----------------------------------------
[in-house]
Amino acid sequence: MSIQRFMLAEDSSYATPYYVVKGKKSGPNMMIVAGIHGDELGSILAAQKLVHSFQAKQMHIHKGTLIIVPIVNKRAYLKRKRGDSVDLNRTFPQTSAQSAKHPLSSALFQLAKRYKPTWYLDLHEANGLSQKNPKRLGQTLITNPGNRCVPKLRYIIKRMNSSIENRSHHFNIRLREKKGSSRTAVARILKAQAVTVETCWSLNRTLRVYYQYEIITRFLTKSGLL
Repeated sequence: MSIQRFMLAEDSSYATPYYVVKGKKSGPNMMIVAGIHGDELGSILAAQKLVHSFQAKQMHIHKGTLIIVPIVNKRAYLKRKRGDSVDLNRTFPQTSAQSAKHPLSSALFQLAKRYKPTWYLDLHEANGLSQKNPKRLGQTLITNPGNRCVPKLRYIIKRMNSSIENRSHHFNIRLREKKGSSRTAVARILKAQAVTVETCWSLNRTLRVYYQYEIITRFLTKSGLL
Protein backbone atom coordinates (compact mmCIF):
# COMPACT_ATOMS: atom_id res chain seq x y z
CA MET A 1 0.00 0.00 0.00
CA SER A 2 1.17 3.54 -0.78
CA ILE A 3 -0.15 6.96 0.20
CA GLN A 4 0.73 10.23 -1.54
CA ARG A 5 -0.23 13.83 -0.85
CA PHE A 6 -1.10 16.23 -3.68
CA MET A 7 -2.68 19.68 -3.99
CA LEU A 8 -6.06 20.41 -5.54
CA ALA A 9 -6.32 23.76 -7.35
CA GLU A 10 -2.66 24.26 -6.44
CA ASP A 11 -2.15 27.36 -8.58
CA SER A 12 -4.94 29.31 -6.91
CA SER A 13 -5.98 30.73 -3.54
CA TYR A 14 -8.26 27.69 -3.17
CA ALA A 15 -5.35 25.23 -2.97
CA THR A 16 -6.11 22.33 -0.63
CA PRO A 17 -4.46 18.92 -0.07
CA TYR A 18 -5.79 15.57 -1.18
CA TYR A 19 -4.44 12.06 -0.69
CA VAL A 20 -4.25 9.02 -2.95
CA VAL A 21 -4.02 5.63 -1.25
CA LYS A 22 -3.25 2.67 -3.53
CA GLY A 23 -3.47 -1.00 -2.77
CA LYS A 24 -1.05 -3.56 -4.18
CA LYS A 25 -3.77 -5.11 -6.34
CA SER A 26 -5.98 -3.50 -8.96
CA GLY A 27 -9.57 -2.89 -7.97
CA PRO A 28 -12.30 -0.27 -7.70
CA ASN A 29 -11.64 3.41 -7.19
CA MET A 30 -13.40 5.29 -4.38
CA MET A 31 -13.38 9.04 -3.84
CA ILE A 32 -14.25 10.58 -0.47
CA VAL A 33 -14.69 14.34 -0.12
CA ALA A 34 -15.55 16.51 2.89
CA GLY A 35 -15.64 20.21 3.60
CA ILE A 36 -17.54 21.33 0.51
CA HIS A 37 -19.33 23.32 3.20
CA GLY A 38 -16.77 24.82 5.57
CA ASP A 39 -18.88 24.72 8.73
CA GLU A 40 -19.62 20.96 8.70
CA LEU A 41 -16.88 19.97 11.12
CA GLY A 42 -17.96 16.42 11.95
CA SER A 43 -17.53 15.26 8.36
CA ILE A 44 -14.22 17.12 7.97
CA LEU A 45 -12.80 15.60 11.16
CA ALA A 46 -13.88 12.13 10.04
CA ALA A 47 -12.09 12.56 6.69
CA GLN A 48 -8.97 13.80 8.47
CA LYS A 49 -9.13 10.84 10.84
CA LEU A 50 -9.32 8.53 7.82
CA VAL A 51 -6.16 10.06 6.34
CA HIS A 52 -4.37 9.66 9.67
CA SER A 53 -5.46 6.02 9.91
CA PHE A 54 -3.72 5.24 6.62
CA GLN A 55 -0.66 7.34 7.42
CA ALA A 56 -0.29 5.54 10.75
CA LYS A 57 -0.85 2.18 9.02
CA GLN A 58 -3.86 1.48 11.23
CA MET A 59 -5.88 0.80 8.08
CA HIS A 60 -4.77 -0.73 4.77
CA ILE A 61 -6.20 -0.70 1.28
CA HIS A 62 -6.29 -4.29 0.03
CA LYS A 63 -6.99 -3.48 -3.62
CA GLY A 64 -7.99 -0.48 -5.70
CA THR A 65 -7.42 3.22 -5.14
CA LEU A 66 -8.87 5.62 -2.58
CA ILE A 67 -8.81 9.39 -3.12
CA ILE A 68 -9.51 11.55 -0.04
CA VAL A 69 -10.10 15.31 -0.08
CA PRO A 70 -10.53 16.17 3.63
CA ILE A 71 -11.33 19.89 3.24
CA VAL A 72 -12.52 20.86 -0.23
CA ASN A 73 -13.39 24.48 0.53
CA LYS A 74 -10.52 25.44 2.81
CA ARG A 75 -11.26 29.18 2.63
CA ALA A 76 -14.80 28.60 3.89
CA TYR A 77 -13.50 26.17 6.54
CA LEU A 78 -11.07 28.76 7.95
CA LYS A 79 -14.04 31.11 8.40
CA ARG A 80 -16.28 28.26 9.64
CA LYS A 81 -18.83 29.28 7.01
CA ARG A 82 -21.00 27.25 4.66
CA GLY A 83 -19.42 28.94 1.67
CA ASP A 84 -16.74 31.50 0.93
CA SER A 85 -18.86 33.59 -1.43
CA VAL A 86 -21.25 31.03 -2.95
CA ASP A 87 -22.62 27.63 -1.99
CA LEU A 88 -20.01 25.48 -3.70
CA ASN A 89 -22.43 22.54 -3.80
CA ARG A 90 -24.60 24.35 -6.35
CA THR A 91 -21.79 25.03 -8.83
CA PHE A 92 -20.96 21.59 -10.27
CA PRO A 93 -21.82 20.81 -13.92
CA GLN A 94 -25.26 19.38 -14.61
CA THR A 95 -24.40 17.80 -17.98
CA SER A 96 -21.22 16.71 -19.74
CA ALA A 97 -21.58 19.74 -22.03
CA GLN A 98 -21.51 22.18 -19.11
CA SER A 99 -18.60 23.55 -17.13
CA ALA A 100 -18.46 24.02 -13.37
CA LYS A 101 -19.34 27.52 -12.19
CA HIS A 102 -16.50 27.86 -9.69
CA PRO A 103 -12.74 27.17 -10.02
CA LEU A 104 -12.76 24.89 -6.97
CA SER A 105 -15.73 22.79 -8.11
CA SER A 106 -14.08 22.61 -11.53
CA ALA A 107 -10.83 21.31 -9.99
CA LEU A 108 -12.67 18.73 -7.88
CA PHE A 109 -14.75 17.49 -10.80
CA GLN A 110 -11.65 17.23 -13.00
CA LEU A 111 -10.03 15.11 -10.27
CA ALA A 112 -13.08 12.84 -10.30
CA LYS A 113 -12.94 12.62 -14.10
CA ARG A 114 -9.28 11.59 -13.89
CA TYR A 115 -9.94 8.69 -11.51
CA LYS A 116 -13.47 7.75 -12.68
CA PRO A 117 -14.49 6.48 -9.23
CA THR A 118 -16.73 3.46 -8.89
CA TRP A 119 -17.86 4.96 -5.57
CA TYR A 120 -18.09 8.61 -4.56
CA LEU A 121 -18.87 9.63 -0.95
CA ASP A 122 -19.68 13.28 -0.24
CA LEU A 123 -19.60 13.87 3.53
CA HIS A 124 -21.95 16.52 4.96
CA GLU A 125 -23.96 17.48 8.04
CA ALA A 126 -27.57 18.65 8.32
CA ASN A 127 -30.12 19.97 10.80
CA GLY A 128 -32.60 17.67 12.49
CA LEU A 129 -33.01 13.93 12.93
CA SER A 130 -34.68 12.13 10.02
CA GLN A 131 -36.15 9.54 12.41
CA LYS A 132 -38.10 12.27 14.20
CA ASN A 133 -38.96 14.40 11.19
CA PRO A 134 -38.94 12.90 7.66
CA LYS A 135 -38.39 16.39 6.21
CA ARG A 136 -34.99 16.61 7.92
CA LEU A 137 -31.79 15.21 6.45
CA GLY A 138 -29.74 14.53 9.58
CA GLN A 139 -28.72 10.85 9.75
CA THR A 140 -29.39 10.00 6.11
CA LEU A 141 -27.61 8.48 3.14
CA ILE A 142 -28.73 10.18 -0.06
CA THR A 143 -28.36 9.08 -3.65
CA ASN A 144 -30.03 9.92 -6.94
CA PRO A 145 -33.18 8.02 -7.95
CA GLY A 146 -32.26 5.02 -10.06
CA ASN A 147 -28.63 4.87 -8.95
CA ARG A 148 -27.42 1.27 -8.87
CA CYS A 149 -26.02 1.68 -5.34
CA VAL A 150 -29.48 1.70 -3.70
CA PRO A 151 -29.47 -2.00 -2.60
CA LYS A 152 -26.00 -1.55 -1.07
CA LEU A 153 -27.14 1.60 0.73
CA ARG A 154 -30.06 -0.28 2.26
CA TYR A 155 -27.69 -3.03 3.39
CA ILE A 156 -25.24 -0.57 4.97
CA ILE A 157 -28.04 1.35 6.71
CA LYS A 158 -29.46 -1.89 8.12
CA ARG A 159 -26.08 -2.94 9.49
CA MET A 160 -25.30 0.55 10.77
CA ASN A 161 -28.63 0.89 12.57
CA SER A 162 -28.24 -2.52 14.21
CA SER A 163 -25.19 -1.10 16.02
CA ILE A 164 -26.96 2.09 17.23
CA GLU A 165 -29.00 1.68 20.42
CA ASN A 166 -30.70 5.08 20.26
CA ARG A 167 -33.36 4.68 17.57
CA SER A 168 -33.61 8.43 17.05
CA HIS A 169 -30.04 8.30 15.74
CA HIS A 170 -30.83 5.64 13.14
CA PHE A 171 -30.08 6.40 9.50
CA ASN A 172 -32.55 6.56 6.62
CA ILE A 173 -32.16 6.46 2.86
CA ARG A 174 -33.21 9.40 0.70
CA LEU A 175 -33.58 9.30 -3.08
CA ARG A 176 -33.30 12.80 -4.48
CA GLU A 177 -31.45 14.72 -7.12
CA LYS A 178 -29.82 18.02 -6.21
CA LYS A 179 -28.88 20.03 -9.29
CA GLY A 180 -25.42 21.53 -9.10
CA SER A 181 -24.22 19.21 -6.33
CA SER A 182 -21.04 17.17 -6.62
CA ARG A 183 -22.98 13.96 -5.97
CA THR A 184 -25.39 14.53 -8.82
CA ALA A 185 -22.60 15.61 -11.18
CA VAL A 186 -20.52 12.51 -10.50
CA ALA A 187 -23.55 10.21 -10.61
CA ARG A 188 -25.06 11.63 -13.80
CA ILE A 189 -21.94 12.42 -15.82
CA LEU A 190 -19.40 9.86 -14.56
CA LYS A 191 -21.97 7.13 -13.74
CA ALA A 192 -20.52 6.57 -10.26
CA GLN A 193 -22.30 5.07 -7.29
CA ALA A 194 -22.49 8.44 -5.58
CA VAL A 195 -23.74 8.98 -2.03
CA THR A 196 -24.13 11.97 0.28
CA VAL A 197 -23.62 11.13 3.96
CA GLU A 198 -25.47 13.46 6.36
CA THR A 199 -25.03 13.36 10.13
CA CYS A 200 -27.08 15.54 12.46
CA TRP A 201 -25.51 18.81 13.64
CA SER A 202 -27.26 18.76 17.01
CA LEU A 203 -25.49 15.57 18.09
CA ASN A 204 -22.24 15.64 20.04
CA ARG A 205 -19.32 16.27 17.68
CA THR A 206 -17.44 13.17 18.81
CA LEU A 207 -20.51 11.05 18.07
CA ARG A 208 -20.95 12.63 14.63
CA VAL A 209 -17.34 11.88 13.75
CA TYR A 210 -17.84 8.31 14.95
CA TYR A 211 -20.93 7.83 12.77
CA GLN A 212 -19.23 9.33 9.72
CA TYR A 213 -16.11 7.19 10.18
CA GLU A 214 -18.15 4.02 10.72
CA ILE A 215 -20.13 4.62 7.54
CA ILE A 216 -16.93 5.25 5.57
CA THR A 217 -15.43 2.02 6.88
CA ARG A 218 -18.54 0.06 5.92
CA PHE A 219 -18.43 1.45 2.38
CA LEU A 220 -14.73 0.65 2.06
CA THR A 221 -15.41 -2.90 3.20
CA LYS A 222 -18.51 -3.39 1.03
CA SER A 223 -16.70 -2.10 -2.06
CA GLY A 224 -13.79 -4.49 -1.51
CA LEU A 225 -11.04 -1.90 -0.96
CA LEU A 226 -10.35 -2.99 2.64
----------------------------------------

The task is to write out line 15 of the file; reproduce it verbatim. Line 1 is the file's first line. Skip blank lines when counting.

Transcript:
CA GLU A 10 -2.66 24.26 -6.44